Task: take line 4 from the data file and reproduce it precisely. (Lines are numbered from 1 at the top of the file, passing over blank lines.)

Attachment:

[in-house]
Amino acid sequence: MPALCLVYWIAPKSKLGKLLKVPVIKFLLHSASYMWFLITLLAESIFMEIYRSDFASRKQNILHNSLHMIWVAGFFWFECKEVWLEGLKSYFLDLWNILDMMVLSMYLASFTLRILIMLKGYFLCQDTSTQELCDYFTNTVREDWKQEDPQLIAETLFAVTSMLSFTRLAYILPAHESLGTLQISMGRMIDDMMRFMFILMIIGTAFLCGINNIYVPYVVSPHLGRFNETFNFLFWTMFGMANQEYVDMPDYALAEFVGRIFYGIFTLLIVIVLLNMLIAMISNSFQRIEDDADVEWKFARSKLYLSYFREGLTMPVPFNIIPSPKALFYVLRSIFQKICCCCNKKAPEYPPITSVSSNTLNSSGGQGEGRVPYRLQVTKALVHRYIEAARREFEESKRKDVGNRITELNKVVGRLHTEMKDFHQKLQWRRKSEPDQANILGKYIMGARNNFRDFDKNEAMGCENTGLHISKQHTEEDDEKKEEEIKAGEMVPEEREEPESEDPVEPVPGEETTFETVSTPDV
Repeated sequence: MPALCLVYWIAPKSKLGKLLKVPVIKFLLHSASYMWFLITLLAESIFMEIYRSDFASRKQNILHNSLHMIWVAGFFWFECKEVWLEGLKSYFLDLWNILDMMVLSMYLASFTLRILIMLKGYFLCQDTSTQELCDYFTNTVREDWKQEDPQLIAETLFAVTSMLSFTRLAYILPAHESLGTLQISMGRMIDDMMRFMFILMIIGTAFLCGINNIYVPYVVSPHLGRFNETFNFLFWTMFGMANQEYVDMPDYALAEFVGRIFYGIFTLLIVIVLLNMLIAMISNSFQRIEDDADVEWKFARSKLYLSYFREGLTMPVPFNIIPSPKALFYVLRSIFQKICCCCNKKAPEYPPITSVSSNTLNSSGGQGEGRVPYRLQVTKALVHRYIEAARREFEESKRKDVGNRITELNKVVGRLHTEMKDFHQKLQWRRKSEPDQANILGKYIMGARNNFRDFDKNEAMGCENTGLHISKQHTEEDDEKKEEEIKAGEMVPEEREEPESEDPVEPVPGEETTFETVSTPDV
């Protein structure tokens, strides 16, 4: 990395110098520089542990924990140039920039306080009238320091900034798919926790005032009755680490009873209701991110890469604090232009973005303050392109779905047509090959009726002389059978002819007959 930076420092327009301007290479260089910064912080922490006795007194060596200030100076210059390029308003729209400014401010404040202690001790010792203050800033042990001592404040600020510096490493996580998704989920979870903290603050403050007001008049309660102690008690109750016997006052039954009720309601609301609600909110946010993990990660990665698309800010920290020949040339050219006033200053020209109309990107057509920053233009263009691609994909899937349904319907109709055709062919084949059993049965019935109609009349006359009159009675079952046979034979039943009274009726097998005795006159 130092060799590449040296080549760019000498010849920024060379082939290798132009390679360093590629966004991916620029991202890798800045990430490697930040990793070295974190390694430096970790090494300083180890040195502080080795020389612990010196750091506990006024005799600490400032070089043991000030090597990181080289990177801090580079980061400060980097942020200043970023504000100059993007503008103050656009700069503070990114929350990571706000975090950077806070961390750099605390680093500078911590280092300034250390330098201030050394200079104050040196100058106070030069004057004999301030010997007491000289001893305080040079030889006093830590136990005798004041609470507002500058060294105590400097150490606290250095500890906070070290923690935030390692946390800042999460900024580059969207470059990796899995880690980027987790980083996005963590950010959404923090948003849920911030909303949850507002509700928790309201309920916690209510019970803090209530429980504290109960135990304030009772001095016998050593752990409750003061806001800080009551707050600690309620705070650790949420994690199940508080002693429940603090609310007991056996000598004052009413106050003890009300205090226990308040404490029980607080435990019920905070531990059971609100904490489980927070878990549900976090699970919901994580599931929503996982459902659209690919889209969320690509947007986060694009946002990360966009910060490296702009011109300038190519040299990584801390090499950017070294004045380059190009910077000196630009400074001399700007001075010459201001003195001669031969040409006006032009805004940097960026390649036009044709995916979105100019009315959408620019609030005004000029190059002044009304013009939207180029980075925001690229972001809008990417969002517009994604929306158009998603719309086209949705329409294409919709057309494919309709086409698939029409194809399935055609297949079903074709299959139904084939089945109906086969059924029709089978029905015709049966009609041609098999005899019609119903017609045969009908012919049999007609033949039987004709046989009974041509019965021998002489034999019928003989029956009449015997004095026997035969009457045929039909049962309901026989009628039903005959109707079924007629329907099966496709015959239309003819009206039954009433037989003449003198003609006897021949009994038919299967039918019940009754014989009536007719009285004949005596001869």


């Protein structure tokens, strides 16, 4: 990395110098520089542990924990140039920039306080009238320091900034798919926790005032009755680490009873209701991110890469604090232009973005303050392109779905047509090959009726002389059978002819007959 930076420092327009301007290479260089910064912080922490006795007194060596200030100076210059390029308003729209400014401010404040202690001790010792203050800033042990001592404040600020510096490493996580998704989920979870903290603050403050007001008049309660102690008690109750016997006052039954009720309601609301609600909110946010993990990660990665698309800010920290020949040339050219006033200053020209109309990107057509920053233009263009691609994909899937349904319907109709055709062919084949059993049965019935109609009349006359009159009675079952046979034979039943009274009726097998005795006159 130092060799590449040296080549760019000498010849920024060379082939290798132009390679360093590629966004991916620029991202890798800045990430490697930040990793070295974190390694430096970790090494300083180890040195502080080795020389612990010196750091506990006024005799600490400032070089043991000030090597990181080289990177801090580079980061400060980097942020200043970023504000100059993007503008103050656009700069503070990114929350990571706000975090950077806070961390750099605390680093500078911590280092300034250390330098201030050394200079104050040196100058106070030069004057004999301030010997007491000289001893305080040079030889006093830590136990005798004041609470507002500058060294105590400097150490606290250095500890906070070290923690935030390692946390800042999460900024580059969207470059990796899995880690980027987790980083996005963590950010959404923090948003849920911030909303949850507002509700928790309201309920916690209510019970803090209530429980504290109960135990304030009772001095016998050593752990409750003061806001800080009551707050600690309620705070650790949420994690199940508080002693429940603090609310007991056996000598004052009413106050003890009300205090226990308040404490029980607080435990019920905070531990059971609100904490489980927070878990549900976090699970919901994580599931929503996982459902659209690919889209969320690509947007986060694009946002990360966009910060490296702009011109300038190519040299990584801390090499950017070294004045380059190009910077000196630009400074001399700007001075010459201001003195001669031969040409006006032009805004940097960026390649036009044709995916979105100019009315959408620019609030005004000029190059002044009304013009939207180029980075925001690229972001809008990417969002517009994604929306158009998603719309086209949705329409294409919709057309494919309709086409698939029409194809399935055609297949079903074709299959139904084939089945109906086969059924029709089978029905015709049966009609041609098999005899019609119903017609045969009908012919049999007609033949039987004709046989009974041509019965021998002489034999019928003989029956009449015997004095026997035969009457045929039909049962309901026989009628039903005959109707079924007629329907099966496709015959239309003819009206039954009433037989003449003198003609006897021949009994038919299967039918019940009754014989009536007719009285004949005596001869």